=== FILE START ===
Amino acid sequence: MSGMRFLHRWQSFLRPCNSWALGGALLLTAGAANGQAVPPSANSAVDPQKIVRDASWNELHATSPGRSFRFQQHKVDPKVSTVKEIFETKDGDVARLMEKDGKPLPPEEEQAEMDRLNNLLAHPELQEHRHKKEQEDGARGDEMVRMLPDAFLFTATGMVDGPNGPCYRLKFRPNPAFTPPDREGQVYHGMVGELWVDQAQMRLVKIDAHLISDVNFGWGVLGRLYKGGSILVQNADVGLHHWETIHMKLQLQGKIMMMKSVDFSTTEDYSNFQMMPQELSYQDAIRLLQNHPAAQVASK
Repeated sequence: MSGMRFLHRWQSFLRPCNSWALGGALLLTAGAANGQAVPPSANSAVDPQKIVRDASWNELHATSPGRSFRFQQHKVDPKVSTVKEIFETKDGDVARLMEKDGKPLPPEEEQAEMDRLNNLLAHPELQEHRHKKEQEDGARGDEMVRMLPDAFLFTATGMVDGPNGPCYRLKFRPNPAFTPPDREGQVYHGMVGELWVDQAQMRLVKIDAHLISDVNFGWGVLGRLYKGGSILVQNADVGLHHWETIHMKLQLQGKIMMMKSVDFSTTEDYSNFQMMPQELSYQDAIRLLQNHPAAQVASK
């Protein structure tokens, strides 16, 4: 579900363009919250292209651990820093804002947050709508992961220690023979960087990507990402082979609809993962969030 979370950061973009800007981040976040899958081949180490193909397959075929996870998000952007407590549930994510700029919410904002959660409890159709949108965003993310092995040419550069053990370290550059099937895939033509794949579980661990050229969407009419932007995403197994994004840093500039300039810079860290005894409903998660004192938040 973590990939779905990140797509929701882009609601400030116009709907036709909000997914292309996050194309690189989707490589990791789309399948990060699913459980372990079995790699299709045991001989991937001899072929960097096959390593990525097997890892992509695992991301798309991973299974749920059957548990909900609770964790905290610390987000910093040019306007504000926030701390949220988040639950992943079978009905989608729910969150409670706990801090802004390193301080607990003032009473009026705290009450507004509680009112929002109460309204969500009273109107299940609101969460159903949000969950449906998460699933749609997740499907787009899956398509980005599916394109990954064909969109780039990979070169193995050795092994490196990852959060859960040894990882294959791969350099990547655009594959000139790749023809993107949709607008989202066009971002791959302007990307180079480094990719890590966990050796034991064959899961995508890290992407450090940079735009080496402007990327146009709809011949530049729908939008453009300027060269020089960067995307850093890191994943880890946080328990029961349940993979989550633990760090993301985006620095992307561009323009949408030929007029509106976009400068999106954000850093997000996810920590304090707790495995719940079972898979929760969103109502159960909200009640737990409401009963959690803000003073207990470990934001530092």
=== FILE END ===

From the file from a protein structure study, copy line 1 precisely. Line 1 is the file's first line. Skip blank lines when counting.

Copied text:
Amino acid sequence: MSGMRFLHRWQSFLRPCNSWALGGALLLTAGAANGQAVPPSANSAVDPQKIVRDASWNELHATSPGRSFRFQQHKVDPKVSTVKEIFETKDGDVARLMEKDGKPLPPEEEQAEMDRLNNLLAHPELQEHRHKKEQEDGARGDEMVRMLPDAFLFTATGMVDGPNGPCYRLKFRPNPAFTPPDREGQVYHGMVGELWVDQAQMRLVKIDAHLISDVNFGWGVLGRLYKGGSILVQNADVGLHHWETIHMKLQLQGKIMMMKSVDFSTTEDYSNFQMMPQELSYQDAIRLLQNHPAAQVASK